NANETTE KASS WENGER, MD: Atrial fibrillation is an abnormal heart rhythm. It simply means that your heart is beating irregularly, and sometimes fast. Sometimes atrial fibrillation is very well tolerated. And some patients, particularly when the rate of this rhythm abnormality is slow, have no symptoms. Many patients who have atrial fibrillation have palpitations, an uncomfortable sensation of their heart beating, and in some patients it adversely affects the function of the heart.
DOUGLAS P. ZIPES, MD: At the other end, the arrhythmia can be severe enough as to cause sudden death. That's what we call ventricular fibrillation. That means that the bottom chamber, the ventricles, fibrillate. They beat at a rate of 400 to 600 times a minute, and if you look at that it looks like a bag of squiggly worms. Without any contraction to force the blood to the brain, you lose consciousness, and if it's not stopped within three to five minutes you die.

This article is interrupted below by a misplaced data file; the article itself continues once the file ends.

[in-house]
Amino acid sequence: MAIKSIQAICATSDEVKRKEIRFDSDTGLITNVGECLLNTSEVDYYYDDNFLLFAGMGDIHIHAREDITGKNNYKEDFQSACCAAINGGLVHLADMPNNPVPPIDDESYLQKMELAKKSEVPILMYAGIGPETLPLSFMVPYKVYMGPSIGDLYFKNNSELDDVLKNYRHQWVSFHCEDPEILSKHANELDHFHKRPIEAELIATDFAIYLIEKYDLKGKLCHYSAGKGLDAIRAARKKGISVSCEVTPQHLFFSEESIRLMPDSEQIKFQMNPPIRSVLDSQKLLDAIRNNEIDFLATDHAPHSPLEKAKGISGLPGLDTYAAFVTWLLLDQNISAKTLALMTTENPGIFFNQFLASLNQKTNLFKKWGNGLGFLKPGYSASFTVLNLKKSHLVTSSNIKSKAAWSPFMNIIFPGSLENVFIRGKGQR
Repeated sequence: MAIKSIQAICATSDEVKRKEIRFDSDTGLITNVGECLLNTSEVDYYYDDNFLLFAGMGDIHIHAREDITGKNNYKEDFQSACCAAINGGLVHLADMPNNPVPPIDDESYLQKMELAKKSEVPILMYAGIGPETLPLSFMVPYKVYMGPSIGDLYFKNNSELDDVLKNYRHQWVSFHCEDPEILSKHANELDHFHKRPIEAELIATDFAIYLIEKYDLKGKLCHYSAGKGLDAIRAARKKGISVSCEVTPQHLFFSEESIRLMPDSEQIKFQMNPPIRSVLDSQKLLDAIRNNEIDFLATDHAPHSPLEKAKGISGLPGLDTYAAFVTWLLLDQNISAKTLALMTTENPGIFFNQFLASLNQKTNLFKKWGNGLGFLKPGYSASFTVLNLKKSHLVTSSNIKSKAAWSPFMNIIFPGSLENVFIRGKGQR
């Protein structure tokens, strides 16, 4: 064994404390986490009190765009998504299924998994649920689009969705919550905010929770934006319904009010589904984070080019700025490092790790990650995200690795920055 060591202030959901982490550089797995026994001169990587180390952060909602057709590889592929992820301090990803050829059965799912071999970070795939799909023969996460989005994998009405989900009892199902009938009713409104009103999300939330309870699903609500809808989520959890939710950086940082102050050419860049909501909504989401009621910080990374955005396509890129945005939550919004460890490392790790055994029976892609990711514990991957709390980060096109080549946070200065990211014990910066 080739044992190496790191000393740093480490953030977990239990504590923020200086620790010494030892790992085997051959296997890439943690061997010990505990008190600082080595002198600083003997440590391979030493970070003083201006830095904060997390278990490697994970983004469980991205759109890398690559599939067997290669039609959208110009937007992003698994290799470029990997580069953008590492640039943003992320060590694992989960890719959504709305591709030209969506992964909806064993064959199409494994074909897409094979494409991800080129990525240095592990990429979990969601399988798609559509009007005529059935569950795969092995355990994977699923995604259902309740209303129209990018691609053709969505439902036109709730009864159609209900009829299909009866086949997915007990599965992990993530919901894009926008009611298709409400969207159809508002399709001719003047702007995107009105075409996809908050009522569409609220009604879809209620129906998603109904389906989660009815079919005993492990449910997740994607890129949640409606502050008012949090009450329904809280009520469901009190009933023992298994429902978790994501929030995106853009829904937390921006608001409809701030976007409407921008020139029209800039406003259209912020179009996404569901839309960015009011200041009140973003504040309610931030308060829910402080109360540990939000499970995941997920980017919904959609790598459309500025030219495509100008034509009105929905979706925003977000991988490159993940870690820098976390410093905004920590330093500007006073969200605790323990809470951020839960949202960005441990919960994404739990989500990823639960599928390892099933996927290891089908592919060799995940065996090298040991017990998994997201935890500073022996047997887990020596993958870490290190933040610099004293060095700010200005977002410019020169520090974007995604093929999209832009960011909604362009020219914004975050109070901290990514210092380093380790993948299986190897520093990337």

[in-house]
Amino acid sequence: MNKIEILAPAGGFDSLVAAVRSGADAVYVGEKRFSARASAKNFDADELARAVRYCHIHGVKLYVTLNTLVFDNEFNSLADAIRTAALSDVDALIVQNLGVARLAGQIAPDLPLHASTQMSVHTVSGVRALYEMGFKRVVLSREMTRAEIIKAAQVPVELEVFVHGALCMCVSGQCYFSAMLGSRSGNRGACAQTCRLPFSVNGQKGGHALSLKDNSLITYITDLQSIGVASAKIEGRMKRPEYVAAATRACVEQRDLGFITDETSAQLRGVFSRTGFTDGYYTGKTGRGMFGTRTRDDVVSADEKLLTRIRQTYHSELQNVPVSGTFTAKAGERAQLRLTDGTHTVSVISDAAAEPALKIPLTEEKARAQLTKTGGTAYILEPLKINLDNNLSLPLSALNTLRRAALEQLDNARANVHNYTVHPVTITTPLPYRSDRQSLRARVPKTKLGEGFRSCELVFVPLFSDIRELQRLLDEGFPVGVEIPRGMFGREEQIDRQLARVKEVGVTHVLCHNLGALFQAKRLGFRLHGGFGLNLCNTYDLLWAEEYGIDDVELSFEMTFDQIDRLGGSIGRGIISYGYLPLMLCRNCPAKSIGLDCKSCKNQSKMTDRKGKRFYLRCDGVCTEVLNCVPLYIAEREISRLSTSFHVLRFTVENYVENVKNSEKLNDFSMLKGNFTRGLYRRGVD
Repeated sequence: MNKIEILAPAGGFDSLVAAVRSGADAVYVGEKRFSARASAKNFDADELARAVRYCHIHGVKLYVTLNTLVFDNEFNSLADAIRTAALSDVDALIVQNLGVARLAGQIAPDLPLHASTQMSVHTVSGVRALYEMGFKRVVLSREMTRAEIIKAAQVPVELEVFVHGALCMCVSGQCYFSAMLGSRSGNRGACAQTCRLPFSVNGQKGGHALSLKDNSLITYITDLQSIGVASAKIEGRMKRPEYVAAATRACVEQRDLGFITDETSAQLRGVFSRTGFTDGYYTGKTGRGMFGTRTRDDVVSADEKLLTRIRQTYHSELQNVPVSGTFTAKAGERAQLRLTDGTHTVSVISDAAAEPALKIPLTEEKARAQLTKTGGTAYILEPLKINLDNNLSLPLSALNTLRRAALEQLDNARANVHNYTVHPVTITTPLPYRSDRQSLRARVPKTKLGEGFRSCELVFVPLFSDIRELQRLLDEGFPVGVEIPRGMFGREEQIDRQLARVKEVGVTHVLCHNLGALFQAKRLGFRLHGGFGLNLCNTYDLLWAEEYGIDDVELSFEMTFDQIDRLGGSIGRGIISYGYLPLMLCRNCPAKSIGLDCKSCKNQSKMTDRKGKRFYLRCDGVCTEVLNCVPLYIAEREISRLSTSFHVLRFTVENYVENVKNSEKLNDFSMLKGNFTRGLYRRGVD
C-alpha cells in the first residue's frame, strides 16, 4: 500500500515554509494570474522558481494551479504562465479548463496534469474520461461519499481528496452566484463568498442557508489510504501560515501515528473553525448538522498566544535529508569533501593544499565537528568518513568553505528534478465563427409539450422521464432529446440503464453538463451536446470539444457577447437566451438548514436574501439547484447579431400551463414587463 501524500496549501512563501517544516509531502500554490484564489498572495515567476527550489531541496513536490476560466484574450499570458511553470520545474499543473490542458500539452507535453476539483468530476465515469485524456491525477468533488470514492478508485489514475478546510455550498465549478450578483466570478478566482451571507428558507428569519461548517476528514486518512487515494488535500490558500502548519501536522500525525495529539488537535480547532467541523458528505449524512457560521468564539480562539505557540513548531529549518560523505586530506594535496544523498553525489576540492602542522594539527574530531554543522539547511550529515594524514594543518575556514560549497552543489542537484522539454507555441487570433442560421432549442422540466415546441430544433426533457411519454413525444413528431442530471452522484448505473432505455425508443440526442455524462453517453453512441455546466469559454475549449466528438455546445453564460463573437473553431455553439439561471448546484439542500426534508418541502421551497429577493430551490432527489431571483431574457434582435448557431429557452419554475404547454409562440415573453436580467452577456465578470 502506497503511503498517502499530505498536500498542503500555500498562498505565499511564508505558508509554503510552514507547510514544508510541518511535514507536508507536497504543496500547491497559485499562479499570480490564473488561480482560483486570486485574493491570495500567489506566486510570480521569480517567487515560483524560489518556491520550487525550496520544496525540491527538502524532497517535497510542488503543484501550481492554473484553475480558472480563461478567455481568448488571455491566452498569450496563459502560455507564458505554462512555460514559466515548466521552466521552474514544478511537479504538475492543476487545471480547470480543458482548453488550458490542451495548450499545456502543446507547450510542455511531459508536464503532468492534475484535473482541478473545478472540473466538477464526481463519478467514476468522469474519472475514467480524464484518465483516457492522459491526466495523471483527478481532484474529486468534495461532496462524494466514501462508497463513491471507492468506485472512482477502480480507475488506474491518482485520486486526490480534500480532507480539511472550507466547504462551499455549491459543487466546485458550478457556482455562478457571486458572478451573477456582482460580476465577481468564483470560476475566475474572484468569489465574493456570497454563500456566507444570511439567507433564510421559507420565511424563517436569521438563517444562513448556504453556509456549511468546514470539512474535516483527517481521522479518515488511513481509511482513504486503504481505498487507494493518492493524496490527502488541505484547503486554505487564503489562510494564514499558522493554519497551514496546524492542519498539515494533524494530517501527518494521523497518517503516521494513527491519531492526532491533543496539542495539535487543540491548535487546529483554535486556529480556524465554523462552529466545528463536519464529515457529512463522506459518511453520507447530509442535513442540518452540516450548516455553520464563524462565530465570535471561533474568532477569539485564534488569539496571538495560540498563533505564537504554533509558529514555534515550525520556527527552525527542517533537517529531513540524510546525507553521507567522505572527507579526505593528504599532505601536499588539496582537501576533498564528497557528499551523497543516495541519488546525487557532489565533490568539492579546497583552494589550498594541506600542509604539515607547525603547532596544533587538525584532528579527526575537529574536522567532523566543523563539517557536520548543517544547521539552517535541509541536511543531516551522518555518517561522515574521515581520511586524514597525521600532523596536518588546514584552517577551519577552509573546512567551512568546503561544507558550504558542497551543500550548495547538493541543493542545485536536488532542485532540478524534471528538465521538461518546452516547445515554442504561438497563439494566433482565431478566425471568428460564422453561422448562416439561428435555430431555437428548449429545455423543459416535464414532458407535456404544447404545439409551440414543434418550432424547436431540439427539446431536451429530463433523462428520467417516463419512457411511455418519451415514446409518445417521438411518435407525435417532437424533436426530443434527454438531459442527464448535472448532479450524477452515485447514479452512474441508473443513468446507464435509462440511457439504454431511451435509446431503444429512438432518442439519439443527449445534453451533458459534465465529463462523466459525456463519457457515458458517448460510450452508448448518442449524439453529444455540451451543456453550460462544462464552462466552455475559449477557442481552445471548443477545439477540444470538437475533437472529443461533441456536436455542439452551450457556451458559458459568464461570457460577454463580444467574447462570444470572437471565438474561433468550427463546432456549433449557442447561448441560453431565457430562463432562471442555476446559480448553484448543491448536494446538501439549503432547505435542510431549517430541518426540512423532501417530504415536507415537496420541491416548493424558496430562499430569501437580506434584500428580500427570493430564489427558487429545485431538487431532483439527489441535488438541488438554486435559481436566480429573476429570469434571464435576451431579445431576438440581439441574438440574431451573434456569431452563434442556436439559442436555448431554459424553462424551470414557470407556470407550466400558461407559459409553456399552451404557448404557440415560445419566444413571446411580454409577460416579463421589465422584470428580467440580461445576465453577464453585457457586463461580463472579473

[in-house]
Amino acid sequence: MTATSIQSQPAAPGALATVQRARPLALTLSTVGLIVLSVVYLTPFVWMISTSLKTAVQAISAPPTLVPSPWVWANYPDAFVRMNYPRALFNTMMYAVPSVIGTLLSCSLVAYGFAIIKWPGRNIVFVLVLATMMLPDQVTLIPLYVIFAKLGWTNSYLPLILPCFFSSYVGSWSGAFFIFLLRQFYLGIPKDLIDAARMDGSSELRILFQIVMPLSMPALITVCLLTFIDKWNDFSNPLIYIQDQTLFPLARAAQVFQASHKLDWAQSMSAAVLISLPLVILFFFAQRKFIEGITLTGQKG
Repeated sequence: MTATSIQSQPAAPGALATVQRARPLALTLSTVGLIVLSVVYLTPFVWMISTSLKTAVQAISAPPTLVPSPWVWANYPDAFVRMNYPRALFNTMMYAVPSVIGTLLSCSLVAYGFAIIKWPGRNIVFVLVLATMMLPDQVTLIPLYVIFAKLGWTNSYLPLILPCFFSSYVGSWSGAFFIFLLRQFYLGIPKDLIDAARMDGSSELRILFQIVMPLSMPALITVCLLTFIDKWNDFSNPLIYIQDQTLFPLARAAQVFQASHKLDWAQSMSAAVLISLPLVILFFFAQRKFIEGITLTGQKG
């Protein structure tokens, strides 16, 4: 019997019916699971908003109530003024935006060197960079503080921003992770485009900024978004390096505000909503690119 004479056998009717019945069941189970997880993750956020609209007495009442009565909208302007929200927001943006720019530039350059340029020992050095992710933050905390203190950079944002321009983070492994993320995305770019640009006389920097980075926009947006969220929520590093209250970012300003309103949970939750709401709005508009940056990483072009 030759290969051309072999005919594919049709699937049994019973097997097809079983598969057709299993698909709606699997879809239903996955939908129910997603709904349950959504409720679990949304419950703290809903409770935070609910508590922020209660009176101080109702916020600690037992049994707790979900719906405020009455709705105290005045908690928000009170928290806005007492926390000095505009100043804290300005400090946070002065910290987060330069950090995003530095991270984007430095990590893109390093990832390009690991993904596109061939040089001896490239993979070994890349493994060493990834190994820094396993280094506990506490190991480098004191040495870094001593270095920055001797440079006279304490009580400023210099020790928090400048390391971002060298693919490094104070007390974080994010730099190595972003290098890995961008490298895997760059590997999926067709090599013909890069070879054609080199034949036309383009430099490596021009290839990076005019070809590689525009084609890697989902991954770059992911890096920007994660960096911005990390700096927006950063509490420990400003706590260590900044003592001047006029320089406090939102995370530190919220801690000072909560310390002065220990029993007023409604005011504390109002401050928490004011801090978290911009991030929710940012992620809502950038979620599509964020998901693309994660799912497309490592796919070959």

Some arrhythmias definitely should be treated. Others should be ignored, and you get along with your life and forget about them. For the latter, it would be the occasional extra heartbeat that causes the palpitation, and shrug it off and just keep on chugging.